Knowledge of the atomic structure of a protein allows placing all its HN-CO SHREs in space so that the bulk second-order susceptibly tensor  can be calculated, assuming that all HN-CO SHREs have the same nonlinear hyperpolarizability tensor (characterized by as the only nonzero component in the molecular reference system) and using Eq. (7). Because all biological samples capable of SHG emission are characterized by a cylindrically symmetric distribution of their protein constituents, structural information can be experimentally obtained in terms of the factor from SPA data [see Eq. (14)]. On the other hand, can also be calculated from computed from the atomic model of the protein. Comparing the experimentally measured with the theoretically computed ones allows determining which modeled protein structure is most representative of the conformation inside the tissue under investigation. This approach has been applied to probing the structural conformation of myosin in skeletal muscle.64
The atomic structures of myosin [Fig. 5(b)] and actin [Fig. 5(c)], their polymeric organization in filaments, and the overall sarcomeric ultrastructure are known. In detail, the atomic-resolution structure of full-length myosin can be reconstructed using the atomic coordinates from the Proteins Data Bank: -helix coiled coil light meromyosin (LMM) and S2 (Ref. 65) and double-headed rigor S1 (Ref. 66). Further, based on the thick filament structure, full-length myosin molecules, repeated with the proper axial periodicity and helical symmetry, generate the quasihelical 42.9 nm-long elementary unit containing nine myosin molecules. The structure of the actin filament, on the other hand, is published.66 With this information, the full spatial distribution of HN-CO SHREs in a muscle sarcomere can be reconstructed [Fig. 5(d)]. Equation (12) can be used to estimate the from knowledge of hyperpolarizability tensor, defining an intensity indicator that considers the contributions from both parallel and perpendicular incident polarizations. Using this approach, the contribution of myosin is three orders of magnitude larger than that of actin [Fig. 5(e)], in agreement with the experimental evidence of SHG as myosin-based35 and with structural distributions of SHRE within proteins (as described above).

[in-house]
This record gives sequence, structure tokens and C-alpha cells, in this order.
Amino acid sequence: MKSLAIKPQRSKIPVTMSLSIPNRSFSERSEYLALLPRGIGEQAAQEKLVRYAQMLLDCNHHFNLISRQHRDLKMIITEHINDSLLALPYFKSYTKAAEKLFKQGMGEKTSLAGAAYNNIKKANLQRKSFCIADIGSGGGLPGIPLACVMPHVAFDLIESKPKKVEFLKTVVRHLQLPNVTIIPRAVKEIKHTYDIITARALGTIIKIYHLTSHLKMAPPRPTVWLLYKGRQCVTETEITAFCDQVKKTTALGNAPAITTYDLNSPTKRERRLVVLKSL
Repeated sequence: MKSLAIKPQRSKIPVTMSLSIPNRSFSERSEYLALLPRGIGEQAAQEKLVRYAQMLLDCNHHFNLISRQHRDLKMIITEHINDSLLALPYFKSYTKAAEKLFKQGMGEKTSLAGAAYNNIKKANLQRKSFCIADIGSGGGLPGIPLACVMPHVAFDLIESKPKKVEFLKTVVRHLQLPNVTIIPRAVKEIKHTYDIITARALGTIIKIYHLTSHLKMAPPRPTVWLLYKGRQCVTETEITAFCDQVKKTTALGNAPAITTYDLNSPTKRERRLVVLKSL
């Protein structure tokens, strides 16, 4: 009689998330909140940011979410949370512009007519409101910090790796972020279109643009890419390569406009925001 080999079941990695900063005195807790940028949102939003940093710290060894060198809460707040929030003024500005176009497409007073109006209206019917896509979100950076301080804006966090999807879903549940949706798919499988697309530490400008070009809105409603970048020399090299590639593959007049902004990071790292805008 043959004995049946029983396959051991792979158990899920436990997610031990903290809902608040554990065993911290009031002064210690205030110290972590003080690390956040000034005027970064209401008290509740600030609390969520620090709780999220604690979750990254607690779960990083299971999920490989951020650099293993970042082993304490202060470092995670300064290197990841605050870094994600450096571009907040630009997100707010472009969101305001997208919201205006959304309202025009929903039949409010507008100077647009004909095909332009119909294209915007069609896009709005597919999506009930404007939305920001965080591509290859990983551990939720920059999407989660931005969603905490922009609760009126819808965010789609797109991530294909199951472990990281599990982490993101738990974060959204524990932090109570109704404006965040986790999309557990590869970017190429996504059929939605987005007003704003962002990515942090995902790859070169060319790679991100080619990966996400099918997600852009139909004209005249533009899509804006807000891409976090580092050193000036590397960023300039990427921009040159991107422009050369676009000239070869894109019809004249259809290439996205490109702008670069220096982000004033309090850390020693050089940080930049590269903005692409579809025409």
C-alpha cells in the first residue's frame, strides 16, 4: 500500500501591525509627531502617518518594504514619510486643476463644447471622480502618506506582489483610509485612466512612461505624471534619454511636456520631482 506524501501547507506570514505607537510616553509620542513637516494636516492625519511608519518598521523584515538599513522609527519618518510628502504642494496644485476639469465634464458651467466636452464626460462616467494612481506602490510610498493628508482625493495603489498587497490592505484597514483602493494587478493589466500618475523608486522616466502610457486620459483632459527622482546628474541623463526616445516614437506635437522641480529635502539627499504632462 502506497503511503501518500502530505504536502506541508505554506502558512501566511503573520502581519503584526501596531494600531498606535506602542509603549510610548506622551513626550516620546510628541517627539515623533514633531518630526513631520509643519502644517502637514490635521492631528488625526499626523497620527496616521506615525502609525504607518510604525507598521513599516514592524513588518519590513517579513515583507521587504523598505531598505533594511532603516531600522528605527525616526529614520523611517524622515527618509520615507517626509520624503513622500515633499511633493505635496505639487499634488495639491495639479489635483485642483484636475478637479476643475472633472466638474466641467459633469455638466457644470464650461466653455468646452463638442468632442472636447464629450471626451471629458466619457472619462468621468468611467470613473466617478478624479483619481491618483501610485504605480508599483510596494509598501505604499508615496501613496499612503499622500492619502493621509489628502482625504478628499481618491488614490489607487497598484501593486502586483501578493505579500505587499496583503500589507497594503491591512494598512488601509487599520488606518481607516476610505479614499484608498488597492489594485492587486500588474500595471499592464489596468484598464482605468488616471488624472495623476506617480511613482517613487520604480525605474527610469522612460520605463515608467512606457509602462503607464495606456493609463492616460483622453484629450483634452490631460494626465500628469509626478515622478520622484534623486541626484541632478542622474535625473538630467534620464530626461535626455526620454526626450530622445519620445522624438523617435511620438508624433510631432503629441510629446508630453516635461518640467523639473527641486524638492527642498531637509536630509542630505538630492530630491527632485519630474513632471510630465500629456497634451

Construction of the full 3-D distribution of SHREs also allows calculation of [see Eq. (15)]. Experimental SPA measurements in different physiological states of muscle (resting and rigor, characterized by different myosin conformations) yield and , highlighting SHG sensitivity to the myosin structural changes.64 For calculation of different values corresponding to different myosin structures, the conformation of myosin can be varied with rigid body rotations about selected hinges. The myosin molecule can be divided into globular heads (S1), a first coiled-coil portion (S2), and a longer coiled-coil portion (LMM). For detached heads, the whole S1 was considered as a rigid body and free rotations at the S1-S2 and S2-LMM junctions allowed variations of the and angles, respectively [see Fig. 5(f)]. Figure 5(g) shows computed as a function of the orientation of each head ( and ) of the same myosin molecule for different orientations of S2 () ranging from 0 to 20 deg, limited by geometrical constraints determined by molecular dimensions and the sarcomere lattice spacing. The general features of the landscape are determined by and , whereas increasing tilt of S2 away from the fiber axis offsets the whole landscape toward higher values. Comparing the experimentally measured [indicated by the black arrow in Fig. 5(g)] with the computed , it can be seen that only a myosin configuration with both S1 heads and S2 parallel to the fiber axis is compatible with the SPA result. This finding is in agreement with the cry-EM experiments.